A study has detailed a new method of inducing egg growth in women suffering from infertility. Created by researchers from the Stanford University School of Medicine, this technique has already resulted in one woman giving birth, while another is pregnant.

The findings are published in the Proceedings of the National Academy of Sciences.

Doctors from the St. Marianna University School of Medicine in Kawasaki, Japan, tested the method in women suffering from primary ovarian insufficiency, also known as premature ovarian failure. This condition involves a loss of normal function in the ovaries before the age of 40.

Aaron Hsueh, professor of obstetrics and gynecology at Stanford and senior author of the study, says:

"Women with primary ovarian insufficiency enter menopause quite early in life, before they turn 40."

"Previous research has suggested that these women still have very tiny, primordial primary and secondary follicles, and that even though they are no longer having menstrual cycles they may still be treatable. Our results obtained with our clinical collaborators in Japan make us hopeful that this is a group of patients who can be helped."

IVA action stimulates follicles to produce eggs

The researchers call the new fertility treatment "in vitro activation," or IVA. This work builds on previous research, which showed that a signaling pathway made up of several proteins, including PTEN, controls the growth of follicles in the ovary.

Other research showed that blocking PTEN activity in mouse and human ovaries triggered dormant follicles to produce mature eggs.

For the new study, the researchers found that splitting the ovary into pieces disrupts a growth-arrest pathway called Hippo. The Hippo pathway appears to ensure limitation of the number of follicles that grow at one time, in order to preserve egg supply.

When they then treated the ovary with a substance to modulate the PTEN pathway, they found that these two treatments together activated a significant amount of follicles.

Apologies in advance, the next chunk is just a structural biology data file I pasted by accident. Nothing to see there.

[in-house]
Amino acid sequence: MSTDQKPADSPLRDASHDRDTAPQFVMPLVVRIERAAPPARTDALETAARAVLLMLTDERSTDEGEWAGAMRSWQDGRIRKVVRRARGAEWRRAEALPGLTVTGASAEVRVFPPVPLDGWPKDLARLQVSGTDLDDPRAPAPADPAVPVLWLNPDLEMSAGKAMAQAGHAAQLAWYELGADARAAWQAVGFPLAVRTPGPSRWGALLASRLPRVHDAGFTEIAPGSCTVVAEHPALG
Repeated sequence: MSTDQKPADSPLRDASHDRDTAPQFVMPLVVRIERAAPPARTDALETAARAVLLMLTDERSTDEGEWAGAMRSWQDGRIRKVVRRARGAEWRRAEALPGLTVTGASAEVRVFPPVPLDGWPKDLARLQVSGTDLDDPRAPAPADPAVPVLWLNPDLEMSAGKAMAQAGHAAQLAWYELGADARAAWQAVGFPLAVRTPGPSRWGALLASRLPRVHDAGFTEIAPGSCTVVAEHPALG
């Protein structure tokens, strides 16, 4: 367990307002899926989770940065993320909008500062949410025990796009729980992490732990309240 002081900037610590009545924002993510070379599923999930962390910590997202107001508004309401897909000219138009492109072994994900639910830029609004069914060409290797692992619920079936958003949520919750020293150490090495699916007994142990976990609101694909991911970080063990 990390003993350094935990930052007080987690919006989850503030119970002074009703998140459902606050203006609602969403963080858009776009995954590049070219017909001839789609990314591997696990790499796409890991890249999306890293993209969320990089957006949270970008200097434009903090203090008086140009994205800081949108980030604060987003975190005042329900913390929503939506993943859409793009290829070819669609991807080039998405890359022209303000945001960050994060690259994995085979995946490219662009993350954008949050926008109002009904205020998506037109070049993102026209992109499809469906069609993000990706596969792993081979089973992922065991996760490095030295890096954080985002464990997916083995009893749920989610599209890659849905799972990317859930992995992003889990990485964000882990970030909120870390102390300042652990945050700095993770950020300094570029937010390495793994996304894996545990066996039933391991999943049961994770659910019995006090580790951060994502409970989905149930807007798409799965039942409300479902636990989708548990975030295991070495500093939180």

Prof. Hsueh explains:

"Human females have about 800,000 very small, primordial follicles at birth. Most of them remain dormant, and only about 1,000 start to grow each month. One of these reaches maturity each month to produce an egg each menstrual cycle."

"It's not known exactly how the follicles are selected for development, or why these follicles stop developing in women with primary ovarian insufficiency. But our treatment was able to awaken some of the remaining primordial follicles and cause them to release eggs."

Researchers from Stanford explain their new IVA method in the video below:

Technique performed in women

The researchers conducted a minimally invasive procedure involving removal of both ovaries from 27 women with primary ovarian insufficiency, who had an average age of 37 and had stopped menstruating an average of 6.8 years before the procedure.

Of the 27 women, 13 were found to have ovaries that contained residual follicles.

These ovaries were then "mechanically fragmented" and treated with drugs in order to block the PTEN pathway. Small pieces of the women's ovaries were then transplanted near their fallopian tubes.

The researchers then monitored the women through weekly or biweekly ultrasounds and hormone-level tests, in order to detect their follicle growth. Follicle growth was found in eight of the women, who were then treated with hormones to stimulate ovulation.

Of these, five of the women developed mature eggs that were then collected for IVA. The eggs were fertilized with sperm from the women's partners. The four-cell embryos were frozen before being transferred into the women's uteruses.

Of the five women, one woman received one embryo but did not become pregnant. Two of the women are preparing for embryo transfer or undergoing extra rounds of egg collection.

However, one woman received one embryo and is pregnant, while another received two embryos and has given birth to a healthy baby boy.

Dr. Kazuhiro Kawamura, associate professor of obstetrics and gynecology at the St. Marianna University School of Medicine and a lead author of the study, speaks of his delight at the success of the treatment:

"Although I believed, based on our previous research, that this IVA approach would work, I monitored the pregnancy closely and, when the baby was in a breech presentation, I performed the caesarean section myself."

"I could not sleep the night before the operation, but when I saw the healthy baby, my anxiety turned to delight. The couple and I hugged each other in tears. I hope that IVA will be able to help patients with primary ovarian insufficiency throughout the world."

Potential to treat other fertility problems

The researchers are looking to test this procedure in women who have other fertility problems, such as those with early menopause caused by cancer, chemotherapy or radiation, and women who are infertile between the ages of 40 and 45.

Prof. Hsueh says he also plans to look at ways to treat the PTEN and Hippo pathways with drugs, which may eliminate the need for ovary removal.

However, they note that it is likely to be many years before the IVA procedure will become a routine procedure like IVF (in vitro fertilization).

Medical News Today recently reported on a study that suggested a person's fertility is dependent upon their personality.